The high-speeds outflows driven by massive stars in the final stages of evolution serve as cosmic particle accelerators; particles are accelerated even more efficiently in the giant shock waves generated when stars explode or collapse to neutron stars or black holes. Energies reached by such cosmic particle accelerators dwarf by orders of magnitude all man-built accelerators, even the new LHC particle collider. At the same time, cosmic accelerators are much more efficient in converting input energy – such as the kinetic energy of a shock wave plowing through the interstellar medium – into particle energy. Throughout much of the Universe, there are roughly equal amounts of energy in thermal radiation, in interstellar magnetic fields and in high-energy particles; whether this is a coincidence or reflecting deeper principles is not fully understood. While the particles accelerated in distance regions of the Universe never reach the Earth, they can be traced and imaged through the electromagnetic radiation which they emit, all the way from radio waves to highest-energy gamma rays .
Despite their importance for cosmic evolution, the formation process of massive stars is poorly understood. Scientists in the MPG combine large-scale numerical simulations with dedicated infrared and (sub-) millimetre observations to reveal their formation mechanisms. The successfully launched Herschel Space Observatory, carrying instruments built at Max-Planck Institutes, (sub)millimetre facilities such as APEX, ALMA and the IRAM 30 meter telescope and the Plateau de Bure interferometer, and the active participation in building mid-infrared instrumention for the upcoming James Webb Space Telescope (JWST) will provide unique capabilities to characterize the earliest stages of massive star formation and to search for the first light sources in the Universe.
Our nearest star, the Sun, is of crucial importance for life on Earth as the basic source of energy, but also through the impact of solar irradiance variations on the climate and of solar eruptions on technical systems. The Sun also serves as the reference for many other astronomical objects throughout the universe, in particular other stars. Observations in the last decade revealed the Sun to be unexpectedly dynamic, but the processes responsible for this are in many cases not well understood .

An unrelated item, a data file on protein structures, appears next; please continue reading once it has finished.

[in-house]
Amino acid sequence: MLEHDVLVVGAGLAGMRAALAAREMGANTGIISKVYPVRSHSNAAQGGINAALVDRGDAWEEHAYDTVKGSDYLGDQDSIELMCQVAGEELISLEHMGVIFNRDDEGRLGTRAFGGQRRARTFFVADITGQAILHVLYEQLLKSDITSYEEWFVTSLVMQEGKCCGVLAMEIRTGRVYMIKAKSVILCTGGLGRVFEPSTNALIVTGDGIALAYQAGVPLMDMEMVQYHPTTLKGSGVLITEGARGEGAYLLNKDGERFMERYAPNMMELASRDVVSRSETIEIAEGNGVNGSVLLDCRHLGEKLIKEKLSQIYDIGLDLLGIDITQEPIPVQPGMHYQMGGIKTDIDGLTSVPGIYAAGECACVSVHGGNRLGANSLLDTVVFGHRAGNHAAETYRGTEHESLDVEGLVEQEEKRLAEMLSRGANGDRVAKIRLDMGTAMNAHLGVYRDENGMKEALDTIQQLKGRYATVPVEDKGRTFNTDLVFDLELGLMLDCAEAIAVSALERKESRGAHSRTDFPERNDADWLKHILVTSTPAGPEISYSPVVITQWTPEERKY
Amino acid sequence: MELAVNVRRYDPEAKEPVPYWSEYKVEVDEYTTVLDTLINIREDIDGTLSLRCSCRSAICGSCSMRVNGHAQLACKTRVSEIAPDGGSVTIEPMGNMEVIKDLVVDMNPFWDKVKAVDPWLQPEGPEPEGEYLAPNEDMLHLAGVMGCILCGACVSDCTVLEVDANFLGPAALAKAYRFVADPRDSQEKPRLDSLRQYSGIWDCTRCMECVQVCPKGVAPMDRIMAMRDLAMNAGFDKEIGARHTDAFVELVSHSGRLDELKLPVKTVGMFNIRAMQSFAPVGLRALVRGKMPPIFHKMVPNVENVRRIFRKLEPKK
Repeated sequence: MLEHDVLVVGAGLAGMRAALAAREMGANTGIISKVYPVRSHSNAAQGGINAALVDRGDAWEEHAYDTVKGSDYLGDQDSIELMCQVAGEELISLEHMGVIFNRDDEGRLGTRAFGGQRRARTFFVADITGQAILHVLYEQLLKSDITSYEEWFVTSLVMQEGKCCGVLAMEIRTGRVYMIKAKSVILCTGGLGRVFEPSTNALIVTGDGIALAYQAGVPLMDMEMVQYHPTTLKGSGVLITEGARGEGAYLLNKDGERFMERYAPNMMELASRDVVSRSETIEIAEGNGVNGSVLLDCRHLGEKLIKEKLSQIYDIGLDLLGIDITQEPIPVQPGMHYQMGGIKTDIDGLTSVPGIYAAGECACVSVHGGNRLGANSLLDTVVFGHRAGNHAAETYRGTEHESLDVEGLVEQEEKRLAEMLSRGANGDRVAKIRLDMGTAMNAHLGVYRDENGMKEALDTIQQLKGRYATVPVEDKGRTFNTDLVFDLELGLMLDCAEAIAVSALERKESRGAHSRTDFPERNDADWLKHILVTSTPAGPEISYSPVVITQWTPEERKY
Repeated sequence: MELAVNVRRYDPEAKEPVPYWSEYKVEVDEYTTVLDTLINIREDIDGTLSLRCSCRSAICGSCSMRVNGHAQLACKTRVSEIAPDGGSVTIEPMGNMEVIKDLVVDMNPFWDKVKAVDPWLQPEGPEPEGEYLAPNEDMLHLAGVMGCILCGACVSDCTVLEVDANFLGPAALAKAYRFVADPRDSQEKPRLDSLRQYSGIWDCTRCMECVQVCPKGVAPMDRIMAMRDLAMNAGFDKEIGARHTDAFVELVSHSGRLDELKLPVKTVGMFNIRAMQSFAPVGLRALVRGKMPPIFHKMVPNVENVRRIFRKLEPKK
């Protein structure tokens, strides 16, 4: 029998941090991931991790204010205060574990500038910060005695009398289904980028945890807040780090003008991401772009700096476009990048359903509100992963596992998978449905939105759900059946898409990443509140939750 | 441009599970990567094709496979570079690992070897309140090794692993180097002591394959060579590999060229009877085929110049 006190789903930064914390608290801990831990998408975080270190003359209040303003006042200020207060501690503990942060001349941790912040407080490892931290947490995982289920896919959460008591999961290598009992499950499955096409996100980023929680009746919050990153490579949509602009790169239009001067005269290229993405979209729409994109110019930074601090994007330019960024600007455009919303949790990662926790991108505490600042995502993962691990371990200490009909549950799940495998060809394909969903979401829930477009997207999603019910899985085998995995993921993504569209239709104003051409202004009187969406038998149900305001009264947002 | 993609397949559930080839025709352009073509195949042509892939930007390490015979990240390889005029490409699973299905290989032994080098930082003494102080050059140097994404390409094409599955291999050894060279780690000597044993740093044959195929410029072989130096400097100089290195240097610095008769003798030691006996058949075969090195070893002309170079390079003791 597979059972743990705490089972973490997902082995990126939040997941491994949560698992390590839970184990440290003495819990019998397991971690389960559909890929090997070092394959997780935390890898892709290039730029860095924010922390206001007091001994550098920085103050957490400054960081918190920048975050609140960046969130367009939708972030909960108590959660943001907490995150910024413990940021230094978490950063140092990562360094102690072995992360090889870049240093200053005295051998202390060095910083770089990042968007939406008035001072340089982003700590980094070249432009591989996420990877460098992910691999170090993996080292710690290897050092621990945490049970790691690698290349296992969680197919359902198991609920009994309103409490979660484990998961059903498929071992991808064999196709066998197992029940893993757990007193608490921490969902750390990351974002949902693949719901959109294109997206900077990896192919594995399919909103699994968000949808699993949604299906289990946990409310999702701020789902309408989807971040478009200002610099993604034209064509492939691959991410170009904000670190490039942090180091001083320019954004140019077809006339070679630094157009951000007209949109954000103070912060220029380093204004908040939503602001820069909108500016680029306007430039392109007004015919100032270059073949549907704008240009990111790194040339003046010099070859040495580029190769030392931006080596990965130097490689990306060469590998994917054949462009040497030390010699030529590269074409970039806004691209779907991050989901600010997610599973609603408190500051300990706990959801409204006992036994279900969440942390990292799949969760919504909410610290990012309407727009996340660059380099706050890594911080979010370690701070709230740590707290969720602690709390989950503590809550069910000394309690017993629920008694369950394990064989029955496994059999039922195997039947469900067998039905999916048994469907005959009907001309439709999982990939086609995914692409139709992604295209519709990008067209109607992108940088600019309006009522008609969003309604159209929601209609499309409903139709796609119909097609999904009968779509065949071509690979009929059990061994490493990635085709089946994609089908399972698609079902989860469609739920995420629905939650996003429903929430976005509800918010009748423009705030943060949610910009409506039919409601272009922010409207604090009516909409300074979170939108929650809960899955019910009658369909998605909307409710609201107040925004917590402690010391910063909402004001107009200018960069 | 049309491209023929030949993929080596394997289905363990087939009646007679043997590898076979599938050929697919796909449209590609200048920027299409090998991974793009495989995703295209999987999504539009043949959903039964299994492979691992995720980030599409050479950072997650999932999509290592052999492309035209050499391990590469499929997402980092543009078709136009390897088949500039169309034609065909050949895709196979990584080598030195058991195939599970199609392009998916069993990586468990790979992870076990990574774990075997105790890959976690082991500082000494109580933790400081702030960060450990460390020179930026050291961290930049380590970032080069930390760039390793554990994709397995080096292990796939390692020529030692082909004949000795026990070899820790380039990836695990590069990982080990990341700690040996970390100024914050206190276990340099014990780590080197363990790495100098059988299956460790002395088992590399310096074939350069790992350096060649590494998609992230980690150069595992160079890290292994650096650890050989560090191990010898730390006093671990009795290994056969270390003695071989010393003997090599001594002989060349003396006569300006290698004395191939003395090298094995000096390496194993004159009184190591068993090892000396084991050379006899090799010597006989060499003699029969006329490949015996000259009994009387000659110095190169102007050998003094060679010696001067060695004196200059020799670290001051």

Comparison between the planets in our Solar system helps to improve the understanding of our home planet. Space missions in the last decades found surprising results. Liquid water may have existed on other planets in earlier times, and microbiological life may have been or may be possible. They revealed dynamic processes in planetary atmospheres and partly unexplained planetary magnetic structures. Just like the Sun for other stars, the planets in the solar system serve as reference to which the properties of extra-solar planets are compared. Combined with the direct imaging of proto-planetary disks, we can put the origin of our own solar system in context and open the view on the structure of other worlds . A variety of techniques have already led to the detection of more than 400 exo-planets, including the first planets in the Earth mass regime. MPG researchers are developing new techniques to search for planets and to image these with high-contrast observations. Transit spectroscopy from the ground and with the SPITZER satellite now, and in the future with the JWST, enables the characterization of exoplanet properties.
4. International activities
Research in astronomy and astrophysics is often done within international collaborations, in particular if the development of new, complex instrumentation is involved. This is also true for the research conducted at Max-Planck Institutes where powerful new telescopes and instruments are constructed and exploited that equip us with "eyes" to receive cosmic information from radio waves, infrared radiation, and very energetic photons like X- and gamma-rays with satellites and large ground-based telescopes.
At radio frequencies, the Low Frequency Array (LOFAR) is an international telescope that involves in addition to Max-Planck Institutes, colleagues in the Netherlands, France, Sweden and the UK. The European and Global VLBI Network literally connect radio telescopes in Europe and around the world. The European Pulsar Timing Array uses the 100-m Effelsberg radio-telescope in collaboration with colleagues in France, Italy, the Netherlands and the UK in an experiment to detect low-frequency gravitational waves. The APEX radio telescope is a collaboration between the MPG, ESO and Sweden and serves as a pathfinder experiment for ALMA and provides longer wavelength